Keiki 65 Tennis Racket

February 8, 2012

Lee Couillard designed the Keiki 65 Jr. tennis racket. The 2011 Keiki 65 is the first “high performance” junior racket on the market designed specifically for Kindergarten, 1st and 2nd graders. Lee is the Head Tennis Professional at Punahou School in Honolulu, Hawaii. Lee has been teaching tennis to Punahou’s Kindergarten, 1st and 2nd grades for the past 22 years. He has a “Little Tennis” certification from the United States Professional Tennis Association and is a National USTA QuickStart Trainer.

Until now, there has not been any option for younger players to experience the feel and touch of a smaller racket head size. Like adults, junior players need a personalized racket based on their athleticism, size and strength.

Choosing a racket for a junior player can be a daunting task. The numerous lengths, e.g.; 19”, 21”, 23’ and 25” rackets can be confusing depending on the above factors. However, there can be some overlap when choosing a length of the racket and the Keiki 65 is ideal for all players age 8 and under.

The Keiki 65’s desired performance characteristics; e.g., lightweight, smaller head size, high strength, durability, responsiveness, shock-absorbing, etc. and the need to tailor these properties to the skill level of a young child was the motivation behind its development. The design goal was to make a proportional racket in head, length and grip size for a young child and not max out on the legal trampoline-effect limit. The concept from the start is to train proprioception and that can only be done by using a smaller head size. The early years of child should be about forging the correct contact point, like in a baseball swing. There is no need over-analyze anyone’s particular swing. Their strength and sense of timing will take charge. Let them develop their swing by swinging; however, insist they get into the proper position at the very start.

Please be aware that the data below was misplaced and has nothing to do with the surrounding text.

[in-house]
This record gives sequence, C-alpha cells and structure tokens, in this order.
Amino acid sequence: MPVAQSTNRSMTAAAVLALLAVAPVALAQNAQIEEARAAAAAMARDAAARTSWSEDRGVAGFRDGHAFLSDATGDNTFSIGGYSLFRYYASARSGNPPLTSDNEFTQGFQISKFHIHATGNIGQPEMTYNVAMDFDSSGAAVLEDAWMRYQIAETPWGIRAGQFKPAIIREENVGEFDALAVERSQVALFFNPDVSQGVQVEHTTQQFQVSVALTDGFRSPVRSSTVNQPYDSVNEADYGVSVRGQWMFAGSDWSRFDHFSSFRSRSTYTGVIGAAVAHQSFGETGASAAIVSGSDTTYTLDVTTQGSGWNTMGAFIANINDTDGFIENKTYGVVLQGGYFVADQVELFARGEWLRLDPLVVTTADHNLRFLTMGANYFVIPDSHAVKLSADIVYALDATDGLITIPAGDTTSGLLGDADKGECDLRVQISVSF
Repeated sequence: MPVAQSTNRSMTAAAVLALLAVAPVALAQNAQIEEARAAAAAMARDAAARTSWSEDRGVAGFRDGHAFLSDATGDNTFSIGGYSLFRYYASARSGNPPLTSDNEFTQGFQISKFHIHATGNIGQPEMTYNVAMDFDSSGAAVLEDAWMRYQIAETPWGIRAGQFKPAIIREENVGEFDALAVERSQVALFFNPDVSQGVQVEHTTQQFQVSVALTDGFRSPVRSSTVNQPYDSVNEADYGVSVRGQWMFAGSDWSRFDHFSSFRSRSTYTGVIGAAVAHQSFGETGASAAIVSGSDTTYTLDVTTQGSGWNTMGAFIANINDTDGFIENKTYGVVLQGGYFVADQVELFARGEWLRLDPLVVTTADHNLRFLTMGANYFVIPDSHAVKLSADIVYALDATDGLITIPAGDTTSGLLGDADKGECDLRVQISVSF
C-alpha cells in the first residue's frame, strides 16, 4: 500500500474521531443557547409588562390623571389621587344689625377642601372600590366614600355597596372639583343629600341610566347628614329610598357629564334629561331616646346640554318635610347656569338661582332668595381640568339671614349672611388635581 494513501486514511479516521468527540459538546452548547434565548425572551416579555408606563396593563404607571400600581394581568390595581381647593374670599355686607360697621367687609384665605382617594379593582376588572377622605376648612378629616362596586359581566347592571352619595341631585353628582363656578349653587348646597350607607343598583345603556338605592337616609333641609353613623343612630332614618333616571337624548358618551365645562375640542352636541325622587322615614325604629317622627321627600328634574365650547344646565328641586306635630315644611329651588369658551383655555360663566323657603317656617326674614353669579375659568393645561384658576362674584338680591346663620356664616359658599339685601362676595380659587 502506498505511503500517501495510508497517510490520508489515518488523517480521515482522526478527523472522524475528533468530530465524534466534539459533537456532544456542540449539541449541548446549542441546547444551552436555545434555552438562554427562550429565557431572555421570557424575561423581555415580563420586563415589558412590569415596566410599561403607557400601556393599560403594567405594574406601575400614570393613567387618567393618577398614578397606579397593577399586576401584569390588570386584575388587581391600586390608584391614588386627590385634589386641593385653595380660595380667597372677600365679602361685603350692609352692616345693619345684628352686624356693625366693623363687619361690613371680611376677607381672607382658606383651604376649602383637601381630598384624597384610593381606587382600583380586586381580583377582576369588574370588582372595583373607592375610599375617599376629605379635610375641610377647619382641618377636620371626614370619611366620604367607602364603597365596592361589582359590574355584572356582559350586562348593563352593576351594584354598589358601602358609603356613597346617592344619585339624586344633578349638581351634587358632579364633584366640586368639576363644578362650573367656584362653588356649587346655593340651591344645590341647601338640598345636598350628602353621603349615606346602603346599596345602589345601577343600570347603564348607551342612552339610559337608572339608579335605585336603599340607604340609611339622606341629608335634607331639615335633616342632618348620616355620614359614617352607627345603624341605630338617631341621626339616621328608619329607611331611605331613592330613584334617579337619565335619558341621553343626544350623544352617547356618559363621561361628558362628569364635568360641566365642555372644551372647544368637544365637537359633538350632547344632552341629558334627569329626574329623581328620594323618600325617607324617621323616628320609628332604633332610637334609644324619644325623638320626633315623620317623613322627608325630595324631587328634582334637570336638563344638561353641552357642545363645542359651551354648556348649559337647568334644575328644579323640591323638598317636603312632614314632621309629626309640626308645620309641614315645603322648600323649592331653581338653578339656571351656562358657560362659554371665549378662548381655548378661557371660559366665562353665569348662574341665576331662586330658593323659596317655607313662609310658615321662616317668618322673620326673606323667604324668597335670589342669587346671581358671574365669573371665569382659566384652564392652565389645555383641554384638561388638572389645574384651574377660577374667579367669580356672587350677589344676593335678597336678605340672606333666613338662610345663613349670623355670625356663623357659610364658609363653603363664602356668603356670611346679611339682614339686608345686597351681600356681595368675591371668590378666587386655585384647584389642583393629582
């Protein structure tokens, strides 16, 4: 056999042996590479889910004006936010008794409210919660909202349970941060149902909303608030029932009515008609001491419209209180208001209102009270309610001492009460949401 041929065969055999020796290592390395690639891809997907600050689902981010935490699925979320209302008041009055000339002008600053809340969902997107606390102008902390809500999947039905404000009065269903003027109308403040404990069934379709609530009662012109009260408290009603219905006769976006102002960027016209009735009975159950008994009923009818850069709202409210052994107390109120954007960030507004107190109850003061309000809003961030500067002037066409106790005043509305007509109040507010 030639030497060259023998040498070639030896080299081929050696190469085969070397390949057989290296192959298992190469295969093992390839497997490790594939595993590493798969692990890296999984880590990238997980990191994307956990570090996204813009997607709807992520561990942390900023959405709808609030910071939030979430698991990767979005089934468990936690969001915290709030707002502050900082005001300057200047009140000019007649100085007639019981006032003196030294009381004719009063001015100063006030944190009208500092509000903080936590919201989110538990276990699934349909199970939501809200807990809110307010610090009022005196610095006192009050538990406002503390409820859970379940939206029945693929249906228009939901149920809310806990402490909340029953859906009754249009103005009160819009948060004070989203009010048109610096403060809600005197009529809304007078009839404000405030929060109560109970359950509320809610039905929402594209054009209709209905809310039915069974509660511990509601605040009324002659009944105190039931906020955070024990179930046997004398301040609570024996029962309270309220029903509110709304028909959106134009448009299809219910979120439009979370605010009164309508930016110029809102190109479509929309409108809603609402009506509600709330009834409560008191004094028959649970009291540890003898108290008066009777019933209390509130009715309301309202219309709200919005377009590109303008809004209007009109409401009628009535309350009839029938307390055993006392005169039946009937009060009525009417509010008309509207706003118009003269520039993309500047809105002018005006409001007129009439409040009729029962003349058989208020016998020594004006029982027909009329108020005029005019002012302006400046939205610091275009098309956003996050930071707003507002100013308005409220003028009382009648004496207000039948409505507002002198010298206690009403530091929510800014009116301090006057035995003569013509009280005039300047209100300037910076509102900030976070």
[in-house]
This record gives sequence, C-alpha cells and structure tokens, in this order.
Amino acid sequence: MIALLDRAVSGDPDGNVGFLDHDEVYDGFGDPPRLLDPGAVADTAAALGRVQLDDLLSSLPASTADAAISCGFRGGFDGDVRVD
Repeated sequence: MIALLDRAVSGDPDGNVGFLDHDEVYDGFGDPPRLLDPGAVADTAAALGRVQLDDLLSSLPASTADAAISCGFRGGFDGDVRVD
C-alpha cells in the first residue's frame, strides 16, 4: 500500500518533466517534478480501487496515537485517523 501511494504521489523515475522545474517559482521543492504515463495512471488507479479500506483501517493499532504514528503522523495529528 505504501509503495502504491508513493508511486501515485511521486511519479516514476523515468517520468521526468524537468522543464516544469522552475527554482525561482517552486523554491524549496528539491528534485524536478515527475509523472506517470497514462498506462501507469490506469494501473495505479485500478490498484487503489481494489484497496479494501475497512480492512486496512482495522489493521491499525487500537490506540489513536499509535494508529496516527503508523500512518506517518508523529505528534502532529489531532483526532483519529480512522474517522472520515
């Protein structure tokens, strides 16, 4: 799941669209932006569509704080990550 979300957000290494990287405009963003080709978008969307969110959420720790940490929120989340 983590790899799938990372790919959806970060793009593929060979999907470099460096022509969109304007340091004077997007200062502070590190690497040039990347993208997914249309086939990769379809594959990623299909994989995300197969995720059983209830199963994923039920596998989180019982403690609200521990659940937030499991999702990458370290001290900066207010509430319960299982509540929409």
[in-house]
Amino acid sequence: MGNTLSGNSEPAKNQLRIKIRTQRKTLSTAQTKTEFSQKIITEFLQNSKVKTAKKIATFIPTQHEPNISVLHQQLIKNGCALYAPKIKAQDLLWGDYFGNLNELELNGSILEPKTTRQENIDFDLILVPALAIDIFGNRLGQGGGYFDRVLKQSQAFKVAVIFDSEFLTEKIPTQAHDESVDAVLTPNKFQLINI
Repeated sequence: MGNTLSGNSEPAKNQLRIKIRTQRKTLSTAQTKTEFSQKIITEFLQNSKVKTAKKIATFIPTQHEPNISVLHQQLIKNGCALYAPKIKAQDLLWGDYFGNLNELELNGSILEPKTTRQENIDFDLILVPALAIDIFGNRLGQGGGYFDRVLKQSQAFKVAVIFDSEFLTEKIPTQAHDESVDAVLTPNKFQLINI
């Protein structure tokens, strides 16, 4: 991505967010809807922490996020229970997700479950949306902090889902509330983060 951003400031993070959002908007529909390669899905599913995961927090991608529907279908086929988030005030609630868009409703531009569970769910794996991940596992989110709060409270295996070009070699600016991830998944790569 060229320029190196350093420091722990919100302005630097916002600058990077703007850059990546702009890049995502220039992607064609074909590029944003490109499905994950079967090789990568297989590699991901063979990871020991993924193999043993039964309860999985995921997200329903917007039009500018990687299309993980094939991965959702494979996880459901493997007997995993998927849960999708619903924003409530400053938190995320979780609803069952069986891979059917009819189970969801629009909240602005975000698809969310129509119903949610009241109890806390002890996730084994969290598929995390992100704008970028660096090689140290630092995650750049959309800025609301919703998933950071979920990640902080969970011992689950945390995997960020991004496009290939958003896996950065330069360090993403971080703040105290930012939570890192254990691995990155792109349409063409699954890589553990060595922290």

The Keiki 65’s longer shaft forces the contact point farther away from the body. As the contact point becomes more consistent, a larger personalized racket can be selected for the child. Again, the emphasis here is to start small and then go bigger, not the other way around. The answer here to a good swing is to adjust the whole body, not increase the size of the head to accommodate poor contact.

In what has now become an intense market, performance rackets are lacking at the ever-increasing younger age groups. “Sensitivity” and “feel” are juxtaposed to shock and vibration, and tennis rackets are designed according to the skill and performance level of the individual athlete; smaller head size, quick and responsive for the better player — big head size, larger sweet spot for the slower, recreational novice player.

In the 1970’s, the development of the Prince 110 sq. in. tennis racket was one of the most significant factors in the growth of tennis as a recreational sport in the United States and elsewhere. The improvement in equipment continues to be a major factor in the development of the tennis industry today and the 110 sq. in. racket is now not a popular racket with the more advanced players.

Innovation will continue to change the sport of tennis, so watch for the next new wave of junior rackets with a wide range of different head sizes.